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  • Ryan O.

Monster Homes

A property near my relative's Kaimuki home sold the other year. The unit sat vacant until construction started recently. As usual, neighbors were curious on what was going to be built. People are starting to get concerned due to the proliferation of monster homes across Oahu.

According to the department of planning and permitting (DPP) website, the dwelling is going to be three stories with an additional Ohana unit. The permits state that there is 4,947 square feet of new floor area for a total floor area of 6,069 square feet. In addition, the lot size is 7,108 square feet (.163 acres). Although the bedroom and bathroom count is not available, people within the construction industry have mentioned that this could be a monster home.

Even though monster homes have been a hot topic the past few years, monster homes actually have been around for decades. If you drive through older communities like Pahoa, you'll see small lots with multiple cottages on it. Although that's probably not allowed in today's zoning codes, maxing out a parcel of land was done for multi-generational living. Another example could be Cottage Walk. Cottage Walk is off of South School Street in Honolulu. It's literally a walking path that leads to multiple cottages. I bet you've driven by countless times and never have noticed this street. Google it.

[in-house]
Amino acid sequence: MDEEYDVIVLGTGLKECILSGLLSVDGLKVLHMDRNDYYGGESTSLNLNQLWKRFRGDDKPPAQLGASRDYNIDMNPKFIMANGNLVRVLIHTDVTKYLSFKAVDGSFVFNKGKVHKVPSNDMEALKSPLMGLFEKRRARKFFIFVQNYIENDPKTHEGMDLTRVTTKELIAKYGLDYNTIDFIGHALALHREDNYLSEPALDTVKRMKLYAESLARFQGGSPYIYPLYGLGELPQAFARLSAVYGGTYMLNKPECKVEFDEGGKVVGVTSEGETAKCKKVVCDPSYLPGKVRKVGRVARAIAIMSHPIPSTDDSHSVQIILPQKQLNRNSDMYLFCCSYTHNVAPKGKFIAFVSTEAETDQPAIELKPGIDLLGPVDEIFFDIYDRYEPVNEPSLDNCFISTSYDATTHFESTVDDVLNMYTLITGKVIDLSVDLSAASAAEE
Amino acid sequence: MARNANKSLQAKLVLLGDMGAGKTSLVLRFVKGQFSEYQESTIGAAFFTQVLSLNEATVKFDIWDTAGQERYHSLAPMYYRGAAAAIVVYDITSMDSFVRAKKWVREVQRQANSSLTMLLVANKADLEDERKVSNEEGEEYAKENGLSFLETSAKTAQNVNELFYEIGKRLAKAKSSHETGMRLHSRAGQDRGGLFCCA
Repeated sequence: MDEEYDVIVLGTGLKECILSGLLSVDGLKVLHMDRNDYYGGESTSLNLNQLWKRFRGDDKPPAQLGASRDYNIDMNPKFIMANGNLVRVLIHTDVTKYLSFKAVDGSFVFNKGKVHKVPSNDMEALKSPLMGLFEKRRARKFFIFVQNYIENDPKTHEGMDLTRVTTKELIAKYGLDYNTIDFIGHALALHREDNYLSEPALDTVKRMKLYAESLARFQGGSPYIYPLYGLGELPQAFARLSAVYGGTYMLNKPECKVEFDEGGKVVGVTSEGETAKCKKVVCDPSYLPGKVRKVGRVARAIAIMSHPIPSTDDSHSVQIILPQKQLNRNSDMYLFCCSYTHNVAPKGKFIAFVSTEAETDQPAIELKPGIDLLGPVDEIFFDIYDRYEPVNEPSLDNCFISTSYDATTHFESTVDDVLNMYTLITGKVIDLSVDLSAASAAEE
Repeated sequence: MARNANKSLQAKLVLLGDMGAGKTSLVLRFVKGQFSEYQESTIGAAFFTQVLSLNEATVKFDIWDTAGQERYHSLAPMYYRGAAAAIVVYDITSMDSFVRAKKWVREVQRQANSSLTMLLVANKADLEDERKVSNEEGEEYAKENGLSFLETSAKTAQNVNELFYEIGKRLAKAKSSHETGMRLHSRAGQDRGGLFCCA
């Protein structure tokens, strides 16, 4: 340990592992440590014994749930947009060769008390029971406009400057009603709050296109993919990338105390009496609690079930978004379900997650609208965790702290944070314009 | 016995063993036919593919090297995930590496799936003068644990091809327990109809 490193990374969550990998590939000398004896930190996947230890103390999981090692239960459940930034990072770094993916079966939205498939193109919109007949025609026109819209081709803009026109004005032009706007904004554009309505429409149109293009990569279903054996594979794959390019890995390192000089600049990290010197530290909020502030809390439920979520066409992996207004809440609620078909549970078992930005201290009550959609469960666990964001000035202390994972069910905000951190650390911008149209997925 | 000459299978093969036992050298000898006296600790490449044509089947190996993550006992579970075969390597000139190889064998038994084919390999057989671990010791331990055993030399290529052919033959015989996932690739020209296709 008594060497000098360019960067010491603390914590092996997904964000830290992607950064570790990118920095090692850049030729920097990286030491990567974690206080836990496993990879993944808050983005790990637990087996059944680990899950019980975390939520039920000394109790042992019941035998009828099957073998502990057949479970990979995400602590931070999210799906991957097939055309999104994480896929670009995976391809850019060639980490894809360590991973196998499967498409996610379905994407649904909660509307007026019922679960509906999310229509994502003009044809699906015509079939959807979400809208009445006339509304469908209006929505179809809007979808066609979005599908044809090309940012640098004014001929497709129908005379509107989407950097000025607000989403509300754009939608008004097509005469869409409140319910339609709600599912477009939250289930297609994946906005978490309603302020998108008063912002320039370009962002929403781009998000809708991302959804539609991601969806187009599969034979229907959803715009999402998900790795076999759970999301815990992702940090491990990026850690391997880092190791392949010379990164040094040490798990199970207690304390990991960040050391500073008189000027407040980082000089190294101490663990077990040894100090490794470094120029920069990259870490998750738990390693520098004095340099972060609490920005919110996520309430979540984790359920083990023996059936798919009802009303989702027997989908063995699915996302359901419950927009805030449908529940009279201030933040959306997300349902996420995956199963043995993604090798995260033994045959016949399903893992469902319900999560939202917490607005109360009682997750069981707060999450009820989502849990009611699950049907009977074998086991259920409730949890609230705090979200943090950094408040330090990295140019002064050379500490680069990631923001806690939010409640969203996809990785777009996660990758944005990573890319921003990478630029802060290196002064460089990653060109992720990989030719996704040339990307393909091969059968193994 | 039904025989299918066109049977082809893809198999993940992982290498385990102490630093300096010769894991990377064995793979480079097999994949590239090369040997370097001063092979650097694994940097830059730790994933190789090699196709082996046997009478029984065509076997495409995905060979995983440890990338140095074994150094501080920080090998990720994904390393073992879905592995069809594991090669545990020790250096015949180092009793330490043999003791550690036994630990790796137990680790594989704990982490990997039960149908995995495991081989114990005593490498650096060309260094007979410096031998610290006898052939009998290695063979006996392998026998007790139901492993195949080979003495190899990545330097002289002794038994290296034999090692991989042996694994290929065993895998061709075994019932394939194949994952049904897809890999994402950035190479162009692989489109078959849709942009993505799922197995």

Oahu does have a housing crisis. In addition, it seem like people are in favor of multi-generational living. However, I think residents are concerned because monster home developers are building apartment-like structures in areas zoned for single-family homes. Another concern is a monster home owner could be renting out rooms for short term rentals.

If you're concerned about a potential monster home, you can:

1. Contact your city councilmember.

2. Report it to the DPP.

3. Get in contact with your local neighborhood board.



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